130 Flight Attendants Grounded For Being ‘Too Fat To Fly’
We’ve heard of weight limits on luggage but Air India have now taken things one step further, announcing plans to ground 130 flight attendants considered too heavy to fly.
The airline plans to remove the overweight members of staff from cabin duty because their body mass index (BMI) levels are above the prescribed limit.
The NHS says a ‘healthy’ BMI (a measure of body fat based on a person’s height and weight) is between 18.5 and 24.9, but Air India claim that the ‘normal’ BMI for an air hostess is between 18 and 22, and 18 to 25 for male attendants.
Last year, Air India warned 600 of its 3,500 cabin crew to lose weight within six months or risk being taken off flights and given a job on the ground, and it looks as though they’re definitely prepared to follow through on those threats!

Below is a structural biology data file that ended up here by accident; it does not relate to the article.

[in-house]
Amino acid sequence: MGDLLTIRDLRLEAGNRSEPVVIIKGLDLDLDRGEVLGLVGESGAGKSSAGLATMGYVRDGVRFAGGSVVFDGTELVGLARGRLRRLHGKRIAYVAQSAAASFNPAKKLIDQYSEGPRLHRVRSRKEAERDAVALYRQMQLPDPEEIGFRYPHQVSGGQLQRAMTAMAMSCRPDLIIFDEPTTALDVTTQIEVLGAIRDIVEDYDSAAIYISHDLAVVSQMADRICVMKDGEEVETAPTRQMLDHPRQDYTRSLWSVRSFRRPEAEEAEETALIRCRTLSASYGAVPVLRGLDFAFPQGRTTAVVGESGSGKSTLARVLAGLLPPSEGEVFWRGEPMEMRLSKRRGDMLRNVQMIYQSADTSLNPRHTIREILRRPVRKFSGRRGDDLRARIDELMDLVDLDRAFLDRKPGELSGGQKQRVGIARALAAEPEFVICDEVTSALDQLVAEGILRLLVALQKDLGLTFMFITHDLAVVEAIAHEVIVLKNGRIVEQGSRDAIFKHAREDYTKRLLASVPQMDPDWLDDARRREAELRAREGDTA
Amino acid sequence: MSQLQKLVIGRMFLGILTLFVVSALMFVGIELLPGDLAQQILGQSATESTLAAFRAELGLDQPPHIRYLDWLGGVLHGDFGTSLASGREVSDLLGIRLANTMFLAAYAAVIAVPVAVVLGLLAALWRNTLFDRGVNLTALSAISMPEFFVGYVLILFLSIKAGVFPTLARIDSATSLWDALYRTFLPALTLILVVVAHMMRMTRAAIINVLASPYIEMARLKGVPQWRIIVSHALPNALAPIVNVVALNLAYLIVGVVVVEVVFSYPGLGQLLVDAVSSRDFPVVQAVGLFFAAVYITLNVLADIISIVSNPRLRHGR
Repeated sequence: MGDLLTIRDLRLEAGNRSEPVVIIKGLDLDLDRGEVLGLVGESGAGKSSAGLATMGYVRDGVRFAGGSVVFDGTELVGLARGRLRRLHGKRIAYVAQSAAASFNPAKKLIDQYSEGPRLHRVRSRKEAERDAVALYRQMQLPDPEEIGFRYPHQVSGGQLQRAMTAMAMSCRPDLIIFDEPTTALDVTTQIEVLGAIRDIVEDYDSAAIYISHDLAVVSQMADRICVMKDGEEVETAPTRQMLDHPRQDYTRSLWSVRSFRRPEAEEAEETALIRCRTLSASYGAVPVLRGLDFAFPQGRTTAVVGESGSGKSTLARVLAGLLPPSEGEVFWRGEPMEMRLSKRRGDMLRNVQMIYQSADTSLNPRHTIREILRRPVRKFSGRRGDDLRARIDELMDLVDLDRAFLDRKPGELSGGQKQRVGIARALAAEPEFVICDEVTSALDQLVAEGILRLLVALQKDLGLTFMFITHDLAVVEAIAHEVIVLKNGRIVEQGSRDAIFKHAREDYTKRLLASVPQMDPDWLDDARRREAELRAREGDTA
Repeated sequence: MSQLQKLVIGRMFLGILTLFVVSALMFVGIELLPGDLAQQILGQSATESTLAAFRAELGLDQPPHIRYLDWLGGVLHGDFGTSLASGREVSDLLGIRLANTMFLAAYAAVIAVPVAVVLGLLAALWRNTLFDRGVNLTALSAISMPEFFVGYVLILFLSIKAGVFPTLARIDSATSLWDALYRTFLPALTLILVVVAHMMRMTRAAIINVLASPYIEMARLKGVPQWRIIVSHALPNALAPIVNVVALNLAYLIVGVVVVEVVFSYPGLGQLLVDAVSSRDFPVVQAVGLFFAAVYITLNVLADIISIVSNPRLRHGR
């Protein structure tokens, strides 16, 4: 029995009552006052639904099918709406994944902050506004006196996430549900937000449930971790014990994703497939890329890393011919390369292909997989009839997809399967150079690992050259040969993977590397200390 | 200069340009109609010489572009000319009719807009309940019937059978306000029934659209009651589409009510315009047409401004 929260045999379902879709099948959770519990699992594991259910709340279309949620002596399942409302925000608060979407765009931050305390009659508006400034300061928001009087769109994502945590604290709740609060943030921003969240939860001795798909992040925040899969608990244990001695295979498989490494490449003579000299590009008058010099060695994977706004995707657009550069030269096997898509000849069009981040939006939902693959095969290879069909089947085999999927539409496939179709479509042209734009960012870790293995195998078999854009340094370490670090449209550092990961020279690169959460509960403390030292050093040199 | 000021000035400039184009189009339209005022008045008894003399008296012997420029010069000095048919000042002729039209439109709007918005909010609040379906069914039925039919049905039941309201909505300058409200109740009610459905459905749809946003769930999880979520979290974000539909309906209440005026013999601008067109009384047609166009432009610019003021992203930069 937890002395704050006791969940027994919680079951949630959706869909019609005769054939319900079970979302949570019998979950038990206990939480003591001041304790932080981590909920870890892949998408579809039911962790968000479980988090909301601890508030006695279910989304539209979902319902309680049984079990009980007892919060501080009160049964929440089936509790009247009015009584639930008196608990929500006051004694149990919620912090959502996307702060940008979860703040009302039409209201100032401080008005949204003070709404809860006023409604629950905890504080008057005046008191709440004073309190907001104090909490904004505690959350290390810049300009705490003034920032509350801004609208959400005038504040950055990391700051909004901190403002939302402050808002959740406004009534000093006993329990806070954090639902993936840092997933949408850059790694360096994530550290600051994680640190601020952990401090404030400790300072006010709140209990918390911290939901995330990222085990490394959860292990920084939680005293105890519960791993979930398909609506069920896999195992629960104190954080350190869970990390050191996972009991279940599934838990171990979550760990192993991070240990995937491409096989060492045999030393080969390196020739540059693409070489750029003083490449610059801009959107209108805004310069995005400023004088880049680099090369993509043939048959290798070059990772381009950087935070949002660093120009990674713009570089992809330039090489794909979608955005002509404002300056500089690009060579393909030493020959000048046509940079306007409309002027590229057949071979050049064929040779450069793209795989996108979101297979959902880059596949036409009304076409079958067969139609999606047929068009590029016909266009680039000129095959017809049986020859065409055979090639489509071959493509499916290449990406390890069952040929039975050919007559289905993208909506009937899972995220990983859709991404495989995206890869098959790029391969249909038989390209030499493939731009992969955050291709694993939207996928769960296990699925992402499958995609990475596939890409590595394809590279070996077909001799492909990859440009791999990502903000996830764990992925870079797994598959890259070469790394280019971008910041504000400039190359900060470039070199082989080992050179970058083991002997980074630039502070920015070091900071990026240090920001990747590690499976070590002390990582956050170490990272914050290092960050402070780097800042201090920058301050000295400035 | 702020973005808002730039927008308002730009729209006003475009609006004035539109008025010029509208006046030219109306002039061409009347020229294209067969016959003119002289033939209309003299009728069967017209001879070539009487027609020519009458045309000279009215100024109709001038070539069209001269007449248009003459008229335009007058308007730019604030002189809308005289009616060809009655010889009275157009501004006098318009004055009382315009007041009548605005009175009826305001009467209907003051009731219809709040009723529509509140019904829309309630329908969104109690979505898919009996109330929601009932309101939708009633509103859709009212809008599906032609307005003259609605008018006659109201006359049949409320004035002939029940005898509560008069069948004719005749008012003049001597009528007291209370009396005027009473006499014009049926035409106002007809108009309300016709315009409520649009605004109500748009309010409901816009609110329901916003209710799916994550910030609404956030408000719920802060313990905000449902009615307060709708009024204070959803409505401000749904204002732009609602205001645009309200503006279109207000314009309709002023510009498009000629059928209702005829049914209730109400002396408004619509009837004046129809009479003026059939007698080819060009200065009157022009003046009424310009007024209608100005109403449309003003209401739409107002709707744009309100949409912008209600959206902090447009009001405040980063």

Speaking to The Daily Telegraph, an Air India official said:
About 130 of them failed the reassessment. We are now declaring them permanently unfit for their job as flight attendants. People who are fitter can respond quicker and more efficiently in case of any untoward situation.
A member of the All India Cabin Crew Association said the grounding of 130 staff was ‘ridiculous’, adding:
Any industry insider would vouch that Air India flight attendants are the best, mainly because of their long experience. So, this guideline and the management’s decision to follow it to the letter is unacceptable.
This is actually not the first time the airline has removed staff from duty for being overweight. In 2009, they grounded 10 flight attendants for failing to slim down. Ruthless!